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Roy Green: How reliable are China’s COVID-19 numbers?

AP Photo/Andy Wong

According to the Worldometers website, coronavirus cases worldwide stood at 32.5 million on Friday morning. Deaths from COVID-19 were about 989,000 and there were about 7.5 million active cases, while about 24 million people were listed as recovered.

The website also lists individual nations, detailing their COVID-19 case counts including total cases, new cases, total deaths, new deaths, total recoveries and active cases.

This is done in descending order, with the nation recording the largest number of coronavirus cases being the United States with a population of 331.5 million and a Worldometer total COVID-19 case count of about 7.2 million, including deaths at about 208,000.

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China, meanwhile, with a population of 1.44 billion and where the coronavirus pandemic began, is only number 43 on the list of nations with just over 85,000 total cases and about 4,600 recorded deaths.

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Canada, with our national population of 37.8 million — a fraction of China’s — nevertheless shows at number 26 on the nations’ list with about 150,000 cases and 9,250 deaths.

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Carry this a few steps further and you’ll find that combining the populations of the five nations immediately leading China on the COVID-19 nations list — Kuwait, Oman, Sweden, UAE and Guatemala — adds up to approximately 47.5 million.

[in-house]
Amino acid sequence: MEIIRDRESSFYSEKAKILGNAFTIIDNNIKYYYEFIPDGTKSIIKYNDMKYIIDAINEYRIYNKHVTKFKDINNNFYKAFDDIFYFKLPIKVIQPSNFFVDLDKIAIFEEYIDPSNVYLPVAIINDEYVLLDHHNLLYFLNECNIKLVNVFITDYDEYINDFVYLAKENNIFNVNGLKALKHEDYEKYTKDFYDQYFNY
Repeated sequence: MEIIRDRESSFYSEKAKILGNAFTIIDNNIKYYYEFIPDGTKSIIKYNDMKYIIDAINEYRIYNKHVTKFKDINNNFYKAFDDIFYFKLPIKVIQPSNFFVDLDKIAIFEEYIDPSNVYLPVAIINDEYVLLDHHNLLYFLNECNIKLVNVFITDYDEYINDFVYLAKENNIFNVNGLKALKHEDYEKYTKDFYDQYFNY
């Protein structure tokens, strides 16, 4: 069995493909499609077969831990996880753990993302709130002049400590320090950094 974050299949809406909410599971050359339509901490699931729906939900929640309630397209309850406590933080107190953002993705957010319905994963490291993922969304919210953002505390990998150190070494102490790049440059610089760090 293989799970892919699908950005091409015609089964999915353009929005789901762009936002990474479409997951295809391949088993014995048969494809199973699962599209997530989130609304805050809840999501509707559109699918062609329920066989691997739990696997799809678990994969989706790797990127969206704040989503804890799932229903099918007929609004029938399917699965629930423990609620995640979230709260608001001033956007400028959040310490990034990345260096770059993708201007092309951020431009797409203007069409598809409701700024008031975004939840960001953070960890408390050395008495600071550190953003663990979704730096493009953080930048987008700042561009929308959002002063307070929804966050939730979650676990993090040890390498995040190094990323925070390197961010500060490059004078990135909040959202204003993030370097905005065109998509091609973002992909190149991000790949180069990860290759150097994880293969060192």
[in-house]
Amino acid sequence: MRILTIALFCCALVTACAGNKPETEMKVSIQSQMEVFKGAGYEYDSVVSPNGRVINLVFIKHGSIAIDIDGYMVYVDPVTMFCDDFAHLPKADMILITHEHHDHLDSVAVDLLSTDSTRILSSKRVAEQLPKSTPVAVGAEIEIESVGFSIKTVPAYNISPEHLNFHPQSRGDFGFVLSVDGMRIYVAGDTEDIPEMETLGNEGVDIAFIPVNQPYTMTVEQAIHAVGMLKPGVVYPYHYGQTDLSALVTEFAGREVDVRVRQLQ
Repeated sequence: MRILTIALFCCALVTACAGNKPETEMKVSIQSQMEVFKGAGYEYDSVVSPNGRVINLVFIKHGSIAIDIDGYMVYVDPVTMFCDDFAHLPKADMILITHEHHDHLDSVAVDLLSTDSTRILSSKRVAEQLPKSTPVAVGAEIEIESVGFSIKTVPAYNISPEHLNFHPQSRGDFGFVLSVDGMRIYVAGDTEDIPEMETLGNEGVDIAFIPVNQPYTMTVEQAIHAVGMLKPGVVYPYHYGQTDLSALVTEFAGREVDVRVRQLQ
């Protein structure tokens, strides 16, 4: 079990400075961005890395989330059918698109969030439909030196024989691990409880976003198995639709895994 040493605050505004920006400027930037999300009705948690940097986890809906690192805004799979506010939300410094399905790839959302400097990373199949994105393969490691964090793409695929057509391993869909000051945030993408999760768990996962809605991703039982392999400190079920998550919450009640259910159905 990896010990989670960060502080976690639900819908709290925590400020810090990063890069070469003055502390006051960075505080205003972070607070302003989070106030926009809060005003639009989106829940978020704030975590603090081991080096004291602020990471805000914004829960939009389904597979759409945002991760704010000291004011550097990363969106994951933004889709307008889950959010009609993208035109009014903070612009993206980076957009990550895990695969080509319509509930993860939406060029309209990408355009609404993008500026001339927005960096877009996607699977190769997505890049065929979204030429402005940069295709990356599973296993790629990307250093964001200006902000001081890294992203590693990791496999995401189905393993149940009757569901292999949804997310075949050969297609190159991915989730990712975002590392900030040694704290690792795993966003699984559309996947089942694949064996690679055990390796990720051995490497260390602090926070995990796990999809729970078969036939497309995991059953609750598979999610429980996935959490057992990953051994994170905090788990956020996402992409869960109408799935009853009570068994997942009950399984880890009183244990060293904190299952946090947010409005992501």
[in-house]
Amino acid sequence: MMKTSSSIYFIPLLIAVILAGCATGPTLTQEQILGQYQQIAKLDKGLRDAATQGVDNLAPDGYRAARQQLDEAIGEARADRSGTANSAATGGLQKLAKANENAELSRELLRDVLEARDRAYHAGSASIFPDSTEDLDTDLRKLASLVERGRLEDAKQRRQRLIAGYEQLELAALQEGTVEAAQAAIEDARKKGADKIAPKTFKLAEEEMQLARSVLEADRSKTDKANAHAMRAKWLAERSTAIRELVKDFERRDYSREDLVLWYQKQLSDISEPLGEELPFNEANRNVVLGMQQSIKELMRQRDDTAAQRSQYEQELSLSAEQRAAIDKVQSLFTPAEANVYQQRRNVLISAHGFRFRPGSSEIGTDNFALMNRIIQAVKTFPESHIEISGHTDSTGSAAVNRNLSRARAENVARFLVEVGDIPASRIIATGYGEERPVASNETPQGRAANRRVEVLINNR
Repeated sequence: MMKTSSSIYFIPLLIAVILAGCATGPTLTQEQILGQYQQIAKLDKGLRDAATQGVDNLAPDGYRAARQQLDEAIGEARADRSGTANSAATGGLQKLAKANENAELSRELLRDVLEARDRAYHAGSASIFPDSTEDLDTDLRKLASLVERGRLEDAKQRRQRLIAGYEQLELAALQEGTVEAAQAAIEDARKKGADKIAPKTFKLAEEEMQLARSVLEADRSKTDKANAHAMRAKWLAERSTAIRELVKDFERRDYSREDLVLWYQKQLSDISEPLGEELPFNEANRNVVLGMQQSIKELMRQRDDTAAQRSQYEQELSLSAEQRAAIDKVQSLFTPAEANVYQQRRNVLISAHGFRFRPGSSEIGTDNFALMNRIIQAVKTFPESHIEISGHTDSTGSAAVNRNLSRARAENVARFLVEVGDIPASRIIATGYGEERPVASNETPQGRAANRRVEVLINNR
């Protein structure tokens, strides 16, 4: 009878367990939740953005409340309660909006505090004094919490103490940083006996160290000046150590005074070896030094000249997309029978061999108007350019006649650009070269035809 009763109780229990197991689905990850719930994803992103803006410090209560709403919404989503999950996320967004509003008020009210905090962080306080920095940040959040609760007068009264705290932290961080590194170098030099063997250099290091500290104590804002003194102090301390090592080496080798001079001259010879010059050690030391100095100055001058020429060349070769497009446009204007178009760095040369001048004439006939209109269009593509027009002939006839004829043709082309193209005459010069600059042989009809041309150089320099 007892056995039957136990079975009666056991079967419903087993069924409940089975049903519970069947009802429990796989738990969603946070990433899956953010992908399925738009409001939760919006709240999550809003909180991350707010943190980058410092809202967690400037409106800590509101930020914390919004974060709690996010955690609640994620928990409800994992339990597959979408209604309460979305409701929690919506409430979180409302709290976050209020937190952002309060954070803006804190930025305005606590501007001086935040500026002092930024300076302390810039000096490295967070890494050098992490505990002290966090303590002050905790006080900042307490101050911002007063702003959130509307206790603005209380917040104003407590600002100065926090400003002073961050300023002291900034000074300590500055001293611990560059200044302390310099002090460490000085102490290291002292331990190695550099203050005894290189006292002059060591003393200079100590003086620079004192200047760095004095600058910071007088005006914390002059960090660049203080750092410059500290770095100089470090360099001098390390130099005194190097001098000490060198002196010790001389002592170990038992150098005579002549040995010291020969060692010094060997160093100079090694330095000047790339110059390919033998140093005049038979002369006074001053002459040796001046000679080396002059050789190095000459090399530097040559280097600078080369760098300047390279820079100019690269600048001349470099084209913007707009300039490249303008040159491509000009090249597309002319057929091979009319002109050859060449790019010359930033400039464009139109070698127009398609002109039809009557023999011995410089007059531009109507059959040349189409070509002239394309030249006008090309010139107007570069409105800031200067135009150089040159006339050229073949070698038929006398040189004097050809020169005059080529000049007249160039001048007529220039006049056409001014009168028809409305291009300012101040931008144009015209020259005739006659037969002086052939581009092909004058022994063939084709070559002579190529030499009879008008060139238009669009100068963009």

Yet Kuwait, with its tiny national population of 4.3 million, records its total COVID-19 cases at just over 102,000, which is some 17,000 higher than China with its 1.44 billion people.

READ MORE: Health minister continues defence of China’s handling of coronavirus case data

I have been tracking and tweeting about these numeric disparities for some weeks now and suggesting someone in an official capacity might question Beijing’s reporting.

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When asked about China’s data earlier this year, Minister of Health Patty Hajdu said asking that question was feeding into “conspiracy theories.”

Click to play video 'Coronavirus outbreak: Hajdu stands by statement likening questioning Chinese COVID-19 data to pushing “conspiracy theories”' Coronavirus outbreak: Hajdu stands by statement likening questioning Chinese COVID-19 data to pushing “conspiracy theories”
Coronavirus outbreak: Hajdu stands by statement likening questioning Chinese COVID-19 data to pushing “conspiracy theories”

Considering Hajdu’s reaction when China’s actions during the early months of the pandemic were questioned, it should be stated this commentary is not conspiratorial in nature.

Roy Green is the host of the Roy Green Show on the Global News Radio network.

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